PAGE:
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Interest Allocation Rules, Financing Patterns, and the Operations of U.S. Multinationals

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  • Kenneth A. Froot
  • James R. Hines, Jr.

Abstract

This paper examines the impact of the 1986 change in U.S. interest allocation rules on the investment and financing decisions of American multinationals. The 1986 change reduced the tax deductibility of the interest expenses of firms with excess foreign tax credits. The resulting increase in the cost of debt gives firms incentives to substitute away from using debt finance. Furthermore, to the extent that perfect financing substitutes are not available, the overall cost of capital rises as well. The empirical tests indicate that the loss of tax deductibility of parent-company interest expenses appears to reduce significantly borrowing and investing by firms with excess foreign tax credits. The same firms tend to undertake new lease commitments, which may reflect the use of leases as alternatives to capital ownership. In addition, firms affected by the tax change tend to scale back the scope of their foreign and total operations. These results are consistent with the hypothesis that firms substitute away from debt when debt becomes more expensive, and also with the hypothesis that the loss of interest tax shields increases a firm's cost of capital.

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Bibliographic Info

Paper provided by National Bureau of Economic Research, Inc in its series NBER Working Papers with number 4924.

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Date of creation: Nov 1994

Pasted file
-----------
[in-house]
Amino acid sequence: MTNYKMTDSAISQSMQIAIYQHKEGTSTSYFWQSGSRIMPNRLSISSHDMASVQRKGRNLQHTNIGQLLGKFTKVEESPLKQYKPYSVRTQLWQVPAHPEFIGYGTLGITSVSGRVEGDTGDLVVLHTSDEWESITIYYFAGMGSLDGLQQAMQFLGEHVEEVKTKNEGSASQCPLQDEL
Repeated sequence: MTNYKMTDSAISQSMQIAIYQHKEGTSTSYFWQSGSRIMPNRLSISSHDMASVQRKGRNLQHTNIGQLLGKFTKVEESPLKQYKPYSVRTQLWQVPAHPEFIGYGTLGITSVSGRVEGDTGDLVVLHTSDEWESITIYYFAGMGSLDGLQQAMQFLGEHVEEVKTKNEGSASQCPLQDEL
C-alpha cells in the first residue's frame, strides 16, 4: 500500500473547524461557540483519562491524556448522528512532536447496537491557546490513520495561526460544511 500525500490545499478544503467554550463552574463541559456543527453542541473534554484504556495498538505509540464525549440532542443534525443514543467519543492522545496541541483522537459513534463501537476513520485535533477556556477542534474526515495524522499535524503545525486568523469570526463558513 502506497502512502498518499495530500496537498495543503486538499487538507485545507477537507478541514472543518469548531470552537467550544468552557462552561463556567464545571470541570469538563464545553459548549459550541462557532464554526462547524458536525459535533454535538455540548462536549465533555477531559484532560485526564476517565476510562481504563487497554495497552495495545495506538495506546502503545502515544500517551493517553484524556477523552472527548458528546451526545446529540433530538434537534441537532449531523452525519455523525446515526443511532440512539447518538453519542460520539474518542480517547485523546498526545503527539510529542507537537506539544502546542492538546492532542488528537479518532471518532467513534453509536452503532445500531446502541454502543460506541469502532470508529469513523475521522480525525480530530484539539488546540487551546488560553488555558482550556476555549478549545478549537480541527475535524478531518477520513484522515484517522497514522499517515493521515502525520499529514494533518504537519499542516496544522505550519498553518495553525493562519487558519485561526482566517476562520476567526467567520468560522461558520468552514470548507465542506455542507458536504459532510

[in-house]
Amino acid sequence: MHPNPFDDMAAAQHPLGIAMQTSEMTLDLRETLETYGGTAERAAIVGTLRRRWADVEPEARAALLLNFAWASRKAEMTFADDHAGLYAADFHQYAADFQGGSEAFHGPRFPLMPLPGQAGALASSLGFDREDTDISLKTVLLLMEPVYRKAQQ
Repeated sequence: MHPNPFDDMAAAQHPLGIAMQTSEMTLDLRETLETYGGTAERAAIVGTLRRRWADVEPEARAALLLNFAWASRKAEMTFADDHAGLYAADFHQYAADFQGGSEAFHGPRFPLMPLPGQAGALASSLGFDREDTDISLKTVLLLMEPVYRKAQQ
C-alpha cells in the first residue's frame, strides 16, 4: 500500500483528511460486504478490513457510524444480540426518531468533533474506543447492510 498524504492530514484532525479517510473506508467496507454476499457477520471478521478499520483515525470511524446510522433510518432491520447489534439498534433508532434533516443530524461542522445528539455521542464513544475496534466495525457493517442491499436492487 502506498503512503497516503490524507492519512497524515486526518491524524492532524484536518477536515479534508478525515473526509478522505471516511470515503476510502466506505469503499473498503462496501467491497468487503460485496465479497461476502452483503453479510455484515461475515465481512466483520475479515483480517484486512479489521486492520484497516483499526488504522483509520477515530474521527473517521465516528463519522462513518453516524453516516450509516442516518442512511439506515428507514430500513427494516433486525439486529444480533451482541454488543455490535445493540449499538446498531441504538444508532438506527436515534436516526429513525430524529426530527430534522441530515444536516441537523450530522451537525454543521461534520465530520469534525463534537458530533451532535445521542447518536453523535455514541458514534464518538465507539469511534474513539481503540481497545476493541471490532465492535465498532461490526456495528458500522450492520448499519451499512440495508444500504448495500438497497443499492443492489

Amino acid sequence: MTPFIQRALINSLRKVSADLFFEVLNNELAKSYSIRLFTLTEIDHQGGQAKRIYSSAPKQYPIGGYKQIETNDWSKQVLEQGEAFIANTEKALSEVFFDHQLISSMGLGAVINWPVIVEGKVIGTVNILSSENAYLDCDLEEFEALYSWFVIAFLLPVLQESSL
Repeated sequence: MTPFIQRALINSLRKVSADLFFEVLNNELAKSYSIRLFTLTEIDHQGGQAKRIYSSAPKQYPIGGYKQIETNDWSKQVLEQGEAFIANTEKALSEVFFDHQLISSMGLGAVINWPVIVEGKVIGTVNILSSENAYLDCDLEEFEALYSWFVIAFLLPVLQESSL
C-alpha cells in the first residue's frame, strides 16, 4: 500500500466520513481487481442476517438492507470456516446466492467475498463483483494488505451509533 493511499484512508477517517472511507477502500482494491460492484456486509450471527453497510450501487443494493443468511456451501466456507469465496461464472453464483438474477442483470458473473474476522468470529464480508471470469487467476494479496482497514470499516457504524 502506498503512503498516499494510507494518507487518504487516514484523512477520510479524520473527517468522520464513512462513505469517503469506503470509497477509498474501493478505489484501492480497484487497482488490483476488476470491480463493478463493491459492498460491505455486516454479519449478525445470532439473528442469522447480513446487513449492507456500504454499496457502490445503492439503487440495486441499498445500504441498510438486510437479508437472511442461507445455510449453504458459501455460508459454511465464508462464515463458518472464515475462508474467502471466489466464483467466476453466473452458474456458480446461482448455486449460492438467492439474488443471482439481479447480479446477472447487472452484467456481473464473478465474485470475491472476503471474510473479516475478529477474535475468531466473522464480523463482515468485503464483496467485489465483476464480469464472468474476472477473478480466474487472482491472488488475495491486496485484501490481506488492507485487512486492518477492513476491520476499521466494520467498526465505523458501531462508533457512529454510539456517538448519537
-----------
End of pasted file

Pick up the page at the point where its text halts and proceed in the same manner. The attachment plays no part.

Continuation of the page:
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Publication status: published as The Effects of Taxation on Multinational Corporations, ed. Martin Feldstein J. Hines, R.G. Hubbard, University of Chicago Press, 1995, pp. 277-307
Handle: RePEc:nbr:nberwo:4924

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  1. Rosanne Altshuler & Jack Mintz, 1994. "U.S. Interest Allocation Rules: Effects and Policy," NBER Working Papers 4712, National Bureau of Economic Research, Inc.
  2. James R. Hines, Jr. & R. Glenn Hubbard, 1990. "Coming Home to America: Dividend Repatriations by U.S. Multinationals," NBER Working Papers 2931, National Bureau of Economic Research, Inc.
  3. James R. Hines, Jr. & Eric M. Rice, 1990. "Fiscal Paradise: Foreign Tax Havens and American Business," NBER Working Papers 3477, National Bureau of Economic Research, Inc.
  4. Hines, J.R., 1990. "The Flight Paths Of Migratory Corporations," Papers, Princeton, Woodrow Wilson School - Discussion Paper 65, Princeton, Woodrow Wilson School - Discussion Paper.
  5. Stiglitz, Joseph E., 1973. "Taxation, corporate financial policy, and the cost of capital," Journal of Public Economics, Elsevier, Elsevier, vol. 2(1), pages 1-34, February.
  6. Smith, Clifford W, Jr & Wakeman, L MacDonald, 1985. " Determinants of Corporate Leasing Policy," Journal of Finance, American Finance Association, American Finance Association, vol. 40(3), pages 895-908, July.
  7. Miller, Merton H, 1977. "Debt and Taxes," Journal of Finance, American Finance Association, American Finance Association, vol. 32(2), pages 261-75, May.
  8. Edwards, J. S. S. & Mayer, C. P., 1991. "Leasing, taxes, and the cost of capital," Journal of Public Economics, Elsevier, Elsevier, vol. 44(2), pages 173-197, March.
  9. Andrew B. Lyon & Gerald Silverstein, 1994. "The Alternative Minimum Tax and the Behavior of Multinational Corporations," NBER Working Papers 4783, National Bureau of Economic Research, Inc.
  10. Hartman, David G., 1985. "Tax policy and foreign direct investment," Journal of Public Economics, Elsevier, Elsevier, vol. 26(1), pages 107-121, February.
  11. Assaf Razin & Joel Slemrod, 1990. "Taxation in the Global Economy," NBER Books, National Bureau of Economic Research, Inc, number razi90-1, July.
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